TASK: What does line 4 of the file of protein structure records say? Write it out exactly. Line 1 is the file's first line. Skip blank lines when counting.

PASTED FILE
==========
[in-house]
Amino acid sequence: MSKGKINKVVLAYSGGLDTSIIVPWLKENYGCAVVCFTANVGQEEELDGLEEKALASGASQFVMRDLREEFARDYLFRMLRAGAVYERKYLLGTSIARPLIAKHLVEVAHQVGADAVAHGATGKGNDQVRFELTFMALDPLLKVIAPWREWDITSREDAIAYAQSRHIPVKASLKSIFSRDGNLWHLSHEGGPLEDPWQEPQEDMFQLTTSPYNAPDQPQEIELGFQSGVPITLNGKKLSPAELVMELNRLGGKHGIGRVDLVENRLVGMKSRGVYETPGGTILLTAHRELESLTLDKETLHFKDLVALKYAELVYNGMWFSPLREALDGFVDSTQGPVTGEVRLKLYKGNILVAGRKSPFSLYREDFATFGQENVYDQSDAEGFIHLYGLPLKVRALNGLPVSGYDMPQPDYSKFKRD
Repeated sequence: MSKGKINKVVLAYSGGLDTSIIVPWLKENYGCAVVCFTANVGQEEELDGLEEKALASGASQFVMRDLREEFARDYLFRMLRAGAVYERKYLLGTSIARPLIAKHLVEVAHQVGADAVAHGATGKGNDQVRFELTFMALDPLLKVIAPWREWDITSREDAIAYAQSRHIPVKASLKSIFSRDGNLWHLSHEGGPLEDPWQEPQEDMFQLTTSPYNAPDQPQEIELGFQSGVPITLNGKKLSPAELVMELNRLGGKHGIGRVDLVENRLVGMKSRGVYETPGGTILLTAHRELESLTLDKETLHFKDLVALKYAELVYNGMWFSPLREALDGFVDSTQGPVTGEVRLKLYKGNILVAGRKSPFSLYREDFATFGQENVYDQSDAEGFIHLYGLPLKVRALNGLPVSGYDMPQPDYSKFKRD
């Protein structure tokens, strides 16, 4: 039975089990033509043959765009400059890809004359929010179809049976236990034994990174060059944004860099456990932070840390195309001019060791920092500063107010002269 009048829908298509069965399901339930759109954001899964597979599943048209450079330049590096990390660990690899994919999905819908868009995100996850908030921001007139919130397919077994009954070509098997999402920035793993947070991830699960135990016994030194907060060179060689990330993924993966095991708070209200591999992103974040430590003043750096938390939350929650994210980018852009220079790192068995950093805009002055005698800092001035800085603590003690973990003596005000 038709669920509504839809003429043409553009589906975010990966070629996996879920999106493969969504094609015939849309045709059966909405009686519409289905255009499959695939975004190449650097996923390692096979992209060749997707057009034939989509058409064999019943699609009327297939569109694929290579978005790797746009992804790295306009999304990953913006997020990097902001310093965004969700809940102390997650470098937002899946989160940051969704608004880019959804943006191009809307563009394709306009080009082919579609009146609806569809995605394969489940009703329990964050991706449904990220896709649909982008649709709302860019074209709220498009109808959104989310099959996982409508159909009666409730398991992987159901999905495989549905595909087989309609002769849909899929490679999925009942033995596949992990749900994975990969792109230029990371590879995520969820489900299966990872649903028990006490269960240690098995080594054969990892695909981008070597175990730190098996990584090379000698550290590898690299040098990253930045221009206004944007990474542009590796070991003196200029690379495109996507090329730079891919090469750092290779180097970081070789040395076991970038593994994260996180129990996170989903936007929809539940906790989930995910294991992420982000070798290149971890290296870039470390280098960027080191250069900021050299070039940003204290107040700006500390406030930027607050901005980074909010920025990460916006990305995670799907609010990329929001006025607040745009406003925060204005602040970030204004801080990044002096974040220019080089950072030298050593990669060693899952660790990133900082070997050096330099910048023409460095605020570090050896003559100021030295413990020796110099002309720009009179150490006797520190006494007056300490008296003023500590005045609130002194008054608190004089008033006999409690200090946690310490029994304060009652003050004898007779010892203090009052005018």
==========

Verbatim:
């Protein structure tokens, strides 16, 4: 039975089990033509043959765009400059890809004359929010179809049976236990034994990174060059944004860099456990932070840390195309001019060791920092500063107010002269 009048829908298509069965399901339930759109954001899964597979599943048209450079330049590096990390660990690899994919999905819908868009995100996850908030921001007139919130397919077994009954070509098997999402920035793993947070991830699960135990016994030194907060060179060689990330993924993966095991708070209200591999992103974040430590003043750096938390939350929650994210980018852009220079790192068995950093805009002055005698800092001035800085603590003690973990003596005000 038709669920509504839809003429043409553009589906975010990966070629996996879920999106493969969504094609015939849309045709059966909405009686519409289905255009499959695939975004190449650097996923390692096979992209060749997707057009034939989509058409064999019943699609009327297939569109694929290579978005790797746009992804790295306009999304990953913006997020990097902001310093965004969700809940102390997650470098937002899946989160940051969704608004880019959804943006191009809307563009394709306009080009082919579609009146609806569809995605394969489940009703329990964050991706449904990220896709649909982008649709709302860019074209709220498009109808959104989310099959996982409508159909009666409730398991992987159901999905495989549905595909087989309609002769849909899929490679999925009942033995596949992990749900994975990969792109230029990371590879995520969820489900299966990872649903028990006490269960240690098995080594054969990892695909981008070597175990730190098996990584090379000698550290590898690299040098990253930045221009206004944007990474542009590796070991003196200029690379495109996507090329730079891919090469750092290779180097970081070789040395076991970038593994994260996180129990996170989903936007929809539940906790989930995910294991992420982000070798290149971890290296870039470390280098960027080191250069900021050299070039940003204290107040700006500390406030930027607050901005980074909010920025990460916006990305995670799907609010990329929001006025607040745009406003925060204005602040970030204004801080990044002096974040220019080089950072030298050593990669060693899952660790990133900082070997050096330099910048023409460095605020570090050896003559100021030295413990020796110099002309720009009179150490006797520190006494007056300490008296003023500590005045609130002194008054608190004089008033006999409690200090946690310490029994304060009652003050004898007779010892203090009052005018």